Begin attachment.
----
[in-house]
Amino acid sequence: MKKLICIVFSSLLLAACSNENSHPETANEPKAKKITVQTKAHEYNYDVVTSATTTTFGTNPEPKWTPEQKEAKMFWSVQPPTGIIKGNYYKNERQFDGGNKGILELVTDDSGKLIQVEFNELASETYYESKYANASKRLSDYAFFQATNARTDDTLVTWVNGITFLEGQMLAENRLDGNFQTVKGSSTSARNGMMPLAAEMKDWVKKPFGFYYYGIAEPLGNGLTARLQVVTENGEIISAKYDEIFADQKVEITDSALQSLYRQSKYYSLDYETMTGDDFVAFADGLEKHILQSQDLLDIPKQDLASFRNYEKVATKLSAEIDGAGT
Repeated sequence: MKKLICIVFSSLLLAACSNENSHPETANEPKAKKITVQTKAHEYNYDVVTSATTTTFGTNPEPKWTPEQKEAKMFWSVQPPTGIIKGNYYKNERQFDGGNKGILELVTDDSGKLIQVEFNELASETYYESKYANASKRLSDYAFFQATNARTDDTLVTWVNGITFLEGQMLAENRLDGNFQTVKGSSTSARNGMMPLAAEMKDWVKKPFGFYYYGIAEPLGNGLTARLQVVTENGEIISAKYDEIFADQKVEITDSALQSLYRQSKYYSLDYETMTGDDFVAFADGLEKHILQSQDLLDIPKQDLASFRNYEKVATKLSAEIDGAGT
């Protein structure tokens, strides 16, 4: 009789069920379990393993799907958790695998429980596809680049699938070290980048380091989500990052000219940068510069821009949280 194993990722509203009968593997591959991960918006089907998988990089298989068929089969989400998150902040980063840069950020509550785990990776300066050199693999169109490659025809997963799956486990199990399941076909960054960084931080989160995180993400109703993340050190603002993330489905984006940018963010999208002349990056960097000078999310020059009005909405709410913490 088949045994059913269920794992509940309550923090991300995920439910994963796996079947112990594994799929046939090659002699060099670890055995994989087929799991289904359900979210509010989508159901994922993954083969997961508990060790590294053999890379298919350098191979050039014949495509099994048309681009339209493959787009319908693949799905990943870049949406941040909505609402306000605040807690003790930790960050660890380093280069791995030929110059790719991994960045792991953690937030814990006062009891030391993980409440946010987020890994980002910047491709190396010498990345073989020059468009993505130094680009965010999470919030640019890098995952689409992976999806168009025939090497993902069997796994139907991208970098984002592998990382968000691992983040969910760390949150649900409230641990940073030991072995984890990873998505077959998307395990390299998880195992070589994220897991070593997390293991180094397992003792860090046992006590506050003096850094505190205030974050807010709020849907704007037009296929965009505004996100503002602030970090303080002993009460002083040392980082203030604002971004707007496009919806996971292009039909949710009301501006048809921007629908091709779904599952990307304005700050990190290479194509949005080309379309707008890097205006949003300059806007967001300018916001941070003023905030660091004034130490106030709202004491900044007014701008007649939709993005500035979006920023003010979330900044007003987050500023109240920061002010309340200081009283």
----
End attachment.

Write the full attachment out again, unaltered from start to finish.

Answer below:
[in-house]
Amino acid sequence: MKKLICIVFSSLLLAACSNENSHPETANEPKAKKITVQTKAHEYNYDVVTSATTTTFGTNPEPKWTPEQKEAKMFWSVQPPTGIIKGNYYKNERQFDGGNKGILELVTDDSGKLIQVEFNELASETYYESKYANASKRLSDYAFFQATNARTDDTLVTWVNGITFLEGQMLAENRLDGNFQTVKGSSTSARNGMMPLAAEMKDWVKKPFGFYYYGIAEPLGNGLTARLQVVTENGEIISAKYDEIFADQKVEITDSALQSLYRQSKYYSLDYETMTGDDFVAFADGLEKHILQSQDLLDIPKQDLASFRNYEKVATKLSAEIDGAGT
Repeated sequence: MKKLICIVFSSLLLAACSNENSHPETANEPKAKKITVQTKAHEYNYDVVTSATTTTFGTNPEPKWTPEQKEAKMFWSVQPPTGIIKGNYYKNERQFDGGNKGILELVTDDSGKLIQVEFNELASETYYESKYANASKRLSDYAFFQATNARTDDTLVTWVNGITFLEGQMLAENRLDGNFQTVKGSSTSARNGMMPLAAEMKDWVKKPFGFYYYGIAEPLGNGLTARLQVVTENGEIISAKYDEIFADQKVEITDSALQSLYRQSKYYSLDYETMTGDDFVAFADGLEKHILQSQDLLDIPKQDLASFRNYEKVATKLSAEIDGAGT
């Protein structure tokens, strides 16, 4: 009789069920379990393993799907958790695998429980596809680049699938070290980048380091989500990052000219940068510069821009949280 194993990722509203009968593997591959991960918006089907998988990089298989068929089969989400998150902040980063840069950020509550785990990776300066050199693999169109490659025809997963799956486990199990399941076909960054960084931080989160995180993400109703993340050190603002993330489905984006940018963010999208002349990056960097000078999310020059009005909405709410913490 088949045994059913269920794992509940309550923090991300995920439910994963796996079947112990594994799929046939090659002699060099670890055995994989087929799991289904359900979210509010989508159901994922993954083969997961508990060790590294053999890379298919350098191979050039014949495509099994048309681009339209493959787009319908693949799905990943870049949406941040909505609402306000605040807690003790930790960050660890380093280069791995030929110059790719991994960045792991953690937030814990006062009891030391993980409440946010987020890994980002910047491709190396010498990345073989020059468009993505130094680009965010999470919030640019890098995952689409992976999806168009025939090497993902069997796994139907991208970098984002592998990382968000691992983040969910760390949150649900409230641990940073030991072995984890990873998505077959998307395990390299998880195992070589994220897991070593997390293991180094397992003792860090046992006590506050003096850094505190205030974050807010709020849907704007037009296929965009505004996100503002602030970090303080002993009460002083040392980082203030604002971004707007496009919806996971292009039909949710009301501006048809921007629908091709779904599952990307304005700050990190290479194509949005080309379309707008890097205006949003300059806007967001300018916001941070003023905030660091004034130490106030709202004491900044007014701008007649939709993005500035979006920023003010979330900044007003987050500023109240920061002010309340200081009283």